Whether made from concrete blocks, brick, or poured concrete, Concrete Contractors Colorado Springs provides functional and aesthetic value to your landscape. However, it is important to understand all the factors involved before you start construction.
First, calculate how many blocks are needed for your retaining wall. This is a critical step that can help you save time and money.
While retaining walls prevent undesired soil movement, they can also add beauty to the landscape. Many styles of concrete retaining walls are designed to mimic the look and feel of stone masonry. But if you want your new retaining wall to hold up to the elements, you’ll need to choose the right material.
One of the most common types of retaining walls is made from poured concrete, which can be molded into various modern designs and last up to 100 years. However, run concrete is extremely heavy and requires highly specialized skills to build. For this reason, it is typically left to professionals.
Another popular choice for retaining walls is block concrete. These specialized blocks are made specifically for building retaining walls and are designed to interlock to create strong and stable structures. Walls built with these blocks can be constructed by homeowners with average DIY skills and a strong back, but anything taller should be left to a professional. A professional will be up to speed on local building codes for retaining walls and have the engineering skills to ensure your retaining wall can withstand any load required to keep.
Concrete is a strong material that resists rot, fire, and rust, making it ideal for retaining walls subjected to various environmental factors, including moisture. It is also easy to work with, allowing contractors to add curves and angles to retaining walls that would be impossible or difficult to construct using other materials. Concrete retaining walls are also less prone to cracking than different types of retaining walls and can be built much more quickly and easily than traditional masonry structures.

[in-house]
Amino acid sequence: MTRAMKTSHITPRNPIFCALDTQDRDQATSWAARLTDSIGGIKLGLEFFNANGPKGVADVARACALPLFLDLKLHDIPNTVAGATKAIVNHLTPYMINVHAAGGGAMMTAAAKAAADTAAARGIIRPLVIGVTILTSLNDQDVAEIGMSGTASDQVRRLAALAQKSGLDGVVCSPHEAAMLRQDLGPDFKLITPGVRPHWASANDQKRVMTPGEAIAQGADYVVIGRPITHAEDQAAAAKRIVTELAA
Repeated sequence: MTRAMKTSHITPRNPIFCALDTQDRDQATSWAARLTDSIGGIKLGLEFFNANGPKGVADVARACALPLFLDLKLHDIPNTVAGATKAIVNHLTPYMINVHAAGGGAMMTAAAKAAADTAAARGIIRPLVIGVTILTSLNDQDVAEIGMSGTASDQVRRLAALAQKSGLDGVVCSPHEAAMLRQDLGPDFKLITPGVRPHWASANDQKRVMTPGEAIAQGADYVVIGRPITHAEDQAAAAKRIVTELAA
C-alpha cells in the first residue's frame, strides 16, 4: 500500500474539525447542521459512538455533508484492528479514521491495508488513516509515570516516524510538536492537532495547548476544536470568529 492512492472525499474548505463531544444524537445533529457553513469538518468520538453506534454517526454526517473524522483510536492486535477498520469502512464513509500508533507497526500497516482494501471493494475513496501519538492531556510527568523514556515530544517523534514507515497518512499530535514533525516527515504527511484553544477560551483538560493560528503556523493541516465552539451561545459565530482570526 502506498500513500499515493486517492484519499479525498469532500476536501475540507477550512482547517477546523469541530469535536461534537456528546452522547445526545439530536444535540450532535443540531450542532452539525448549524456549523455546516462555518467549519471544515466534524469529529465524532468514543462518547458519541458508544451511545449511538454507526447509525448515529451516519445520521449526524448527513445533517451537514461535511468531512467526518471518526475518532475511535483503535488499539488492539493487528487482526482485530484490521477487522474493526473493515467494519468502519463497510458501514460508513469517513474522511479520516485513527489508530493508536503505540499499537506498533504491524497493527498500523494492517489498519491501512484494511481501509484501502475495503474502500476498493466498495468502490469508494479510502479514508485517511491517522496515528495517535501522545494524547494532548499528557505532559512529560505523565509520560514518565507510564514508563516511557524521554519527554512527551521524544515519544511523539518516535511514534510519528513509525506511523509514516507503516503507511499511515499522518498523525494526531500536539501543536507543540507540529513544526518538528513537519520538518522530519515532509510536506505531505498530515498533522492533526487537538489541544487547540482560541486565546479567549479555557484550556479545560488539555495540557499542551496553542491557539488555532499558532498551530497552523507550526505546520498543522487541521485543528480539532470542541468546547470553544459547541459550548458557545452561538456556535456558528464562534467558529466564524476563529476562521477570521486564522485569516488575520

While building a retaining wall, planning and including a drainage system in your design is important. Without a proper drainage system, water will accumulate behind the wall and put excessive pressure on it. This pressure can cause the wall to crack or buckle. Weep holes and drain pipes are usually included in the design to help alleviate this problem. Weep holes are lengths of 3/4-inch pipe inserted in the first course of the wall. This allows for water to escape through the gravel that covers them. A plastic drainpipe is placed in the backfill, directing water away from the wall and into the groundwater system.
If you have steep slopes on your property, retaining walls can help control erosion and limit the amount of dirt that shifts during rainfall. In addition, they are an attractive and practical way to add a garden area, patio, or seating area. These structures also help to prevent soil movement and protect against mudslides that can cause injuries on your property.
Many types of retaining wall systems are on the market, including poured concrete, segmental blocks, and precast modular units. Each has its benefits and drawbacks. Some are more expensive than others, but there are ways to cut costs, especially if you do the work yourself.
Poured concrete is the most common type of retaining wall. It’s easy to shape and is durable. However, it’s also costly: You can expect to spend $10 to $100 per square foot for installation and materials. A poured concrete wall can also be stamped or colored and accented with embedded objects to add an artistic element.
The construction of a poured wall is time-consuming and labor-intensive. You’ll need to dig the footings and create a foundation for the wall. You’ll also need to remove any vegetation or topsoil that may get in the way of building your retaining wall, a process called grubbing. This will allow you to lay out your wall and determine the best angle to construct it.
In contrast, a retaining wall built with a block system is less labor-intensive and requires less excavation. Unlike other retaining walls, block retaining walls don’t need to be reinforced with concrete. Instead, they use a layer of gravel or another material to provide a base for the structure.
Segmental blocks, available in various colors, textures, and sizes, are an inexpensive alternative to more expensive retaining wall systems. They require a layer of gravel to backfill, but they do not need a concrete footing, making the construction process quicker.